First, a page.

Rost: Something has finally caught up to the Seahawks
Whatever secret magic Bill Belichick and Tom Brady bottled up during the Patriots’ 20-year dynasty, Monday night’s performance by the Seahawks was a sobering reminder that the efforts of others have always fallen short.
It’s not because those teams aren’t talented, nor their feats unimpressive. It’s because finding that kind of sustained success should be – and for the most part, has been – impossible in the modern NFL.
For their part, the Seahawks have come close. Only New England, Green Bay and Pittsburgh have more wins than Seattle since 2010 and few other teams can touch Seattle’s 15 postseason wins during that same time.
But something has finally caught up to the Seahawks. If it wasn’t already obvious in their earlier losses this season, it was painfully evident in primetime.
As for what’s caught up to them, the answer is a bit murky. There are missed draft picks, of course. Pete Carroll’s offense doesn’t have the weapons it needs to be at its best – a bulldozing running back, a top-tier offensive line.
Perhaps most importantly, there’s Russell Wilson’s peculiar downturn. The Seahawks’ franchise stalwart has been struggling on and off since the middle of last season.
His inconsistent play over the course of Monday’s 17-15 loss to Washington felt like a microcosm for his struggles this year; there was a clutch fourth-quarter touchdown and another score flicked through an impossibly tight window to tight end Gerald Everett. But there were also overthrows on pivotal third downs and missed opportunities. Then there’s the fact that DK Metcalf didn’t have a target until the third quarter and didn’t have a reception until the fourth, a baffling decision against a Washington defense that has been one of the worst against the pass.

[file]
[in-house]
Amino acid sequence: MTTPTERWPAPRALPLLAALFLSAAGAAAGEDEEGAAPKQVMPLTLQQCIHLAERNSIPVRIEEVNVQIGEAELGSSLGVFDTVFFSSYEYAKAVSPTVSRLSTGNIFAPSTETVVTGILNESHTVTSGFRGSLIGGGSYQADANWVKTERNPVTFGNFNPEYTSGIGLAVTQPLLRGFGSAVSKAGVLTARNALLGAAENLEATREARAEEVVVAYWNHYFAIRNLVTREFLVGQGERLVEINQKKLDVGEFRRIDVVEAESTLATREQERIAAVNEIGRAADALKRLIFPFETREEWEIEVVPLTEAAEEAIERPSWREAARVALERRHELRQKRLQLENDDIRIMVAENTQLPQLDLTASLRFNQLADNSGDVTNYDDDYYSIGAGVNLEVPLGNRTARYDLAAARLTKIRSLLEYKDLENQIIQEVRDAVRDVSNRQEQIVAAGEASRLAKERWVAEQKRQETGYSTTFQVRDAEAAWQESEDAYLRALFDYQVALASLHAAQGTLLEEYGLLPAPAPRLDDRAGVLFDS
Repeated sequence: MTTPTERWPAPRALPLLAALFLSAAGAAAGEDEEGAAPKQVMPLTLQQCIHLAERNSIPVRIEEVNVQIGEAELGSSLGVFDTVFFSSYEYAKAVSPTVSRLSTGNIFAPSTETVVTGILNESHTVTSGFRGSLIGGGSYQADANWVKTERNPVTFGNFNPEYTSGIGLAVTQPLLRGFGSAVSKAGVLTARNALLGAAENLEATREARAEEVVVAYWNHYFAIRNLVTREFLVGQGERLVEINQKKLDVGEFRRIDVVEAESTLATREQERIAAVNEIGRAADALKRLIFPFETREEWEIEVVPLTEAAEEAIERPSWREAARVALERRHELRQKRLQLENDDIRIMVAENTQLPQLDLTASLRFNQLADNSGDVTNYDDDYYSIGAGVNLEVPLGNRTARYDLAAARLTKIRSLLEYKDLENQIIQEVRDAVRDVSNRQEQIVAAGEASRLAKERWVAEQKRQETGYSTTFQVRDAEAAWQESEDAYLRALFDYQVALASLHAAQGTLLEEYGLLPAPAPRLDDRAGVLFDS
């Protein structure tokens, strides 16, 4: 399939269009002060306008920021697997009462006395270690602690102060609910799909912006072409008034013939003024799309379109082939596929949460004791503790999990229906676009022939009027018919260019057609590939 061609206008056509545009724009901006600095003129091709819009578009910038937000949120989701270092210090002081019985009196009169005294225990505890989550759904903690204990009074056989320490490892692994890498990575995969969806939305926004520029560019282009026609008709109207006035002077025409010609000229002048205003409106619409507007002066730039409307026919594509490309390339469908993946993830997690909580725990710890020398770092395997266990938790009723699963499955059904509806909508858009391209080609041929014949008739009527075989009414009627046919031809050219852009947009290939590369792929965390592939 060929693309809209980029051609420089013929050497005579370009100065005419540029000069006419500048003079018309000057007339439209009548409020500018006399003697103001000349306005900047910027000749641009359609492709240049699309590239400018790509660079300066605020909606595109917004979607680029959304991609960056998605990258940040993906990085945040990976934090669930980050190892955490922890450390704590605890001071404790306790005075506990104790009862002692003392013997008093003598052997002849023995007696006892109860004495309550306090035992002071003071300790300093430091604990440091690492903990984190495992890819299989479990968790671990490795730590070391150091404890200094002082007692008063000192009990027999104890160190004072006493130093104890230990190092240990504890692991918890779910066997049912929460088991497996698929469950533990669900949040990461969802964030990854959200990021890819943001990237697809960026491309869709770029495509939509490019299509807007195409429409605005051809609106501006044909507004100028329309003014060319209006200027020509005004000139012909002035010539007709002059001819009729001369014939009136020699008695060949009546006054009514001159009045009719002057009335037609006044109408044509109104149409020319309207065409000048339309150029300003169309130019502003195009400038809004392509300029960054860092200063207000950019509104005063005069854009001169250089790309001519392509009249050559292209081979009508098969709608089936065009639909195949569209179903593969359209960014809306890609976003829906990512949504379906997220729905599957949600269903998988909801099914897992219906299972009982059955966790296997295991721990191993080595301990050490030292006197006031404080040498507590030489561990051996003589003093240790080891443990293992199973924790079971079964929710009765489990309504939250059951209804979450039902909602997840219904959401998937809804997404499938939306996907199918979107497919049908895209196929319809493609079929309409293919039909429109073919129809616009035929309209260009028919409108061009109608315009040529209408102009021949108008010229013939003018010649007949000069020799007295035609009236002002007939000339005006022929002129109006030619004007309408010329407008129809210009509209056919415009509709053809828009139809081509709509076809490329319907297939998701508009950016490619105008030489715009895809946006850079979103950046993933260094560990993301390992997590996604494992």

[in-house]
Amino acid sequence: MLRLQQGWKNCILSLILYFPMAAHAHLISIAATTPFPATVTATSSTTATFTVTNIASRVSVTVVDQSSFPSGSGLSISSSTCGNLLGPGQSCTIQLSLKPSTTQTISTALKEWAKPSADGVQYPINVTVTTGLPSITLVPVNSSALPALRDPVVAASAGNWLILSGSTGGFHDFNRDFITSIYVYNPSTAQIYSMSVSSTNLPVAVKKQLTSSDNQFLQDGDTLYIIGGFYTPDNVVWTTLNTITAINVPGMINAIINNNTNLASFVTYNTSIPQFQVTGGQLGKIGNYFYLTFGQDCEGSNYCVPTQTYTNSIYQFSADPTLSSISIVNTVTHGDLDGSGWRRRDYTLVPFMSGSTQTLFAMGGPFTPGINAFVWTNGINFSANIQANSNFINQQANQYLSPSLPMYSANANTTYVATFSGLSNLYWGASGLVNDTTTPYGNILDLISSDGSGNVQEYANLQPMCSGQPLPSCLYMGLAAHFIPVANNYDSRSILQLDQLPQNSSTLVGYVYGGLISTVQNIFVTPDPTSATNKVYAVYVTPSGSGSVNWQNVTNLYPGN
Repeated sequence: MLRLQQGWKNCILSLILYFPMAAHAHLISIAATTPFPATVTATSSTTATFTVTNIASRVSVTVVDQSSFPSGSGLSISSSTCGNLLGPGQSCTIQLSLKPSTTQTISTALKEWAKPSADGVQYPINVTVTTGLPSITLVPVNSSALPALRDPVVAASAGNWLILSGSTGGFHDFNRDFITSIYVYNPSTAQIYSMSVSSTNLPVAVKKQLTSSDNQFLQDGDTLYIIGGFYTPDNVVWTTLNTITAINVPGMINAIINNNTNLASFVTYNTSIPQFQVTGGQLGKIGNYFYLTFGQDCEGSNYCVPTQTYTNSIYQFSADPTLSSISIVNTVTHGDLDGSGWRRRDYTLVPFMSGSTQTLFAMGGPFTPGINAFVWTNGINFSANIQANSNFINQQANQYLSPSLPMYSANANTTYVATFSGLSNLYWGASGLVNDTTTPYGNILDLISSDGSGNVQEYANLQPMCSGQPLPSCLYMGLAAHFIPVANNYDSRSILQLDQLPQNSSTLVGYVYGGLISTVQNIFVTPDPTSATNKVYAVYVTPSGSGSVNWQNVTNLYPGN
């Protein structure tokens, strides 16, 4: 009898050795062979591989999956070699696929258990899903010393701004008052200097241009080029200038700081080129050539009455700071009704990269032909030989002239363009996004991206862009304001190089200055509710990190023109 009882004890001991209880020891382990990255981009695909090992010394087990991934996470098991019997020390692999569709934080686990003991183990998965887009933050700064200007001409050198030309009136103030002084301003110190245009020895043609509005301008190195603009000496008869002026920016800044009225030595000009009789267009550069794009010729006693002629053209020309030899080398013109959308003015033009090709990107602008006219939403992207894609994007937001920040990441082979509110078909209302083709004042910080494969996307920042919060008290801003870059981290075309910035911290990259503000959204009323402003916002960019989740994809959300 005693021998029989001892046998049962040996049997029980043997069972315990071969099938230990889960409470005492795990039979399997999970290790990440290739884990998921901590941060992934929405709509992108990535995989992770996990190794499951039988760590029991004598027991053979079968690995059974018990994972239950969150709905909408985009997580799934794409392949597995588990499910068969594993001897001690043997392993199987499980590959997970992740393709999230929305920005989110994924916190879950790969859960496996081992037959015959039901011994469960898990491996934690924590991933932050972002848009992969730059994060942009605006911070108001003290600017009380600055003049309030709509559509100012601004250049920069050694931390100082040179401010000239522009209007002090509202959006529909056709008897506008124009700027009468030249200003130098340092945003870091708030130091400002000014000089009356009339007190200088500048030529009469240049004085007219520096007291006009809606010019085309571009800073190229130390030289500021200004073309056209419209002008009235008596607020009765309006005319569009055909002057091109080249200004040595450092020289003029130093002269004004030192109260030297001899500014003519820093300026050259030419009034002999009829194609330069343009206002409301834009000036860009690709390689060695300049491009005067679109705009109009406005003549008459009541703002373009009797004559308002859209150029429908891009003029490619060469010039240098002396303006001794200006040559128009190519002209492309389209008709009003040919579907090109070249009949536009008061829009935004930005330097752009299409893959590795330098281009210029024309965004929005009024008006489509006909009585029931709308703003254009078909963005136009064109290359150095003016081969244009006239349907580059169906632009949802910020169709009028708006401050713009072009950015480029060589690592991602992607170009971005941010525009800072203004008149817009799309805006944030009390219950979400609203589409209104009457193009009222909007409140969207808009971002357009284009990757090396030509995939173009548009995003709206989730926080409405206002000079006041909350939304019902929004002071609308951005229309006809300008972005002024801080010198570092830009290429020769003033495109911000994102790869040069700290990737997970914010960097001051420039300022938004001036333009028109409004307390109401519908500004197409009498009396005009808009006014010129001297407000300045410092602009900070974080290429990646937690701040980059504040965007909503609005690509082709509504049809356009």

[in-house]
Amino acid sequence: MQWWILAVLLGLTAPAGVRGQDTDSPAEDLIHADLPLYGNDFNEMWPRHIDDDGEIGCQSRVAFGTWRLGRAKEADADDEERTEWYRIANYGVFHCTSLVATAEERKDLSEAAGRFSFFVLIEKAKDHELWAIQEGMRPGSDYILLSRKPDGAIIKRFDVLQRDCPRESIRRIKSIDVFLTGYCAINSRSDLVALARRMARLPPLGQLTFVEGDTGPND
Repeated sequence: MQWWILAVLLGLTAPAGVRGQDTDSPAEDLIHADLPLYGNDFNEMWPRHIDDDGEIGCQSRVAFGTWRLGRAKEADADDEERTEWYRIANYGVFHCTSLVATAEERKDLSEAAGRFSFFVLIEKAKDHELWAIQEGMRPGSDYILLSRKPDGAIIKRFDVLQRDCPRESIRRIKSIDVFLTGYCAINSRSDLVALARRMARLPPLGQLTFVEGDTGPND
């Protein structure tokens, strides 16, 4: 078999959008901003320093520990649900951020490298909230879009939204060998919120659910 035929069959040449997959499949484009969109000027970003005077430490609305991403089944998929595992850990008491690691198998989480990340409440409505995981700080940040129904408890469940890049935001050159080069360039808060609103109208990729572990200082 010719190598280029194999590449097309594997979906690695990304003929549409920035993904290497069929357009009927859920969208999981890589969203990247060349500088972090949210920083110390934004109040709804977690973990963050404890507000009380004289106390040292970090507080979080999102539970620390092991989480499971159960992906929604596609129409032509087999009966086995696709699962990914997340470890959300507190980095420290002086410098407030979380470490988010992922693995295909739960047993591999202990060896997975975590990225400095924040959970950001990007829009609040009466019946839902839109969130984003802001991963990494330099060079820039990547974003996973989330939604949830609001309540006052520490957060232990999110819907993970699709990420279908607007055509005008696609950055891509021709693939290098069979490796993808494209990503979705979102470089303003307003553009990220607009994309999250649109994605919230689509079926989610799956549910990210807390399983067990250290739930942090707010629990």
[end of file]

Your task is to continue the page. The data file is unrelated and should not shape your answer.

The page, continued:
The final two minutes brought plenty of excitement, but in the end the result was the same. The offense finished with just 10 first downs to Washington’s 27 (several of those came on the final drive, though) and possessed the ball for just 18:20 to Washington’s 41:40. Credit the defense for holding Washington to just 17 points with that split.
“The third downs don’t let us go,” Carroll said when asked about Seattle’s offensive struggles. “It’s just such an obvious issue for us that we’re not converting … there’s so few plays that every single play counts so much and we’re just not getting it going.”
Seattle entered the game ranked last in the league in average number of plays per game (no surprise, considering they also rank last in time of possession). They were 4 of 12 on third down (33%), which is barely above their season-long average of 32%, the league’s worst.
It was another ugly loss for Seattle sports fans, who at least this week have some encouraging news to fall back on. There was the Mariners’ huge deal to ink reigning AL Cy Young winner Robbie Ray and the Seattle Kraken winning their fourth of five games in the last nine days.
But it might not be enough of a distraction to quell the worries of Seahawks fans who are wondering what iteration of this squad will hit the field in 2022 – and most importantly, whether that group will still house both Carroll and Wilson.
Without looking too far into the offseason, it’s clear that one thing needs to change soon: the offense needs to improve, and Wilson needs to be part of those improvements.
“He needs to make his plays when he gets his chances,” Carroll said. “I can’t imagine that he won’t get it done.”